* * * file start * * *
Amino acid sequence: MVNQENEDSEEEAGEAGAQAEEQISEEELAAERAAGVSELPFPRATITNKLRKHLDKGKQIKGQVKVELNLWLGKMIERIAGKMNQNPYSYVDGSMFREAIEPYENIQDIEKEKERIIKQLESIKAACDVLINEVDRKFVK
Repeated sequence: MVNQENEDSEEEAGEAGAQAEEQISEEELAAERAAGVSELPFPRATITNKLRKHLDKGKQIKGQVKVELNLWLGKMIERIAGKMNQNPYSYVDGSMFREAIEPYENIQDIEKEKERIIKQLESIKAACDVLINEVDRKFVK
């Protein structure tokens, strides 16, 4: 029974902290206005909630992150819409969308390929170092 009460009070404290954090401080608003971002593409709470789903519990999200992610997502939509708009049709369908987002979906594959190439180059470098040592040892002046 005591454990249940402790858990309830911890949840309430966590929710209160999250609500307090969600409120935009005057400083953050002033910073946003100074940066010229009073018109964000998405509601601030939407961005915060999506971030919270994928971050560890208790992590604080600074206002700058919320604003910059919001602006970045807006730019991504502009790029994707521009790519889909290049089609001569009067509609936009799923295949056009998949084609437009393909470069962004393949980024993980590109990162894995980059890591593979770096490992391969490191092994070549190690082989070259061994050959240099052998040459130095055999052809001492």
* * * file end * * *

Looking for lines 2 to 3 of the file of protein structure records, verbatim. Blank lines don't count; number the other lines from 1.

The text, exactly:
Repeated sequence: MVNQENEDSEEEAGEAGAQAEEQISEEELAAERAAGVSELPFPRATITNKLRKHLDKGKQIKGQVKVELNLWLGKMIERIAGKMNQNPYSYVDGSMFREAIEPYENIQDIEKEKERIIKQLESIKAACDVLINEVDRKFVK
């Protein structure tokens, strides 16, 4: 029974902290206005909630992150819409969308390929170092 009460009070404290954090401080608003971002593409709470789903519990999200992610997502939509708009049709369908987002979906594959190439180059470098040592040892002046 005591454990249940402790858990309830911890949840309430966590929710209160999250609500307090969600409120935009005057400083953050002033910073946003100074940066010229009073018109964000998405509601601030939407961005915060999506971030919270994928971050560890208790992590604080600074206002700058919320604003910059919001602006970045807006730019991504502009790029994707521009790519889909290049089609001569009067509609936009799923295949056009998949084609437009393909470069962004393949980024993980590109990162894995980059890591593979770096490992391969490191092994070549190690082989070259061994050959240099052998040459130095055999052809001492």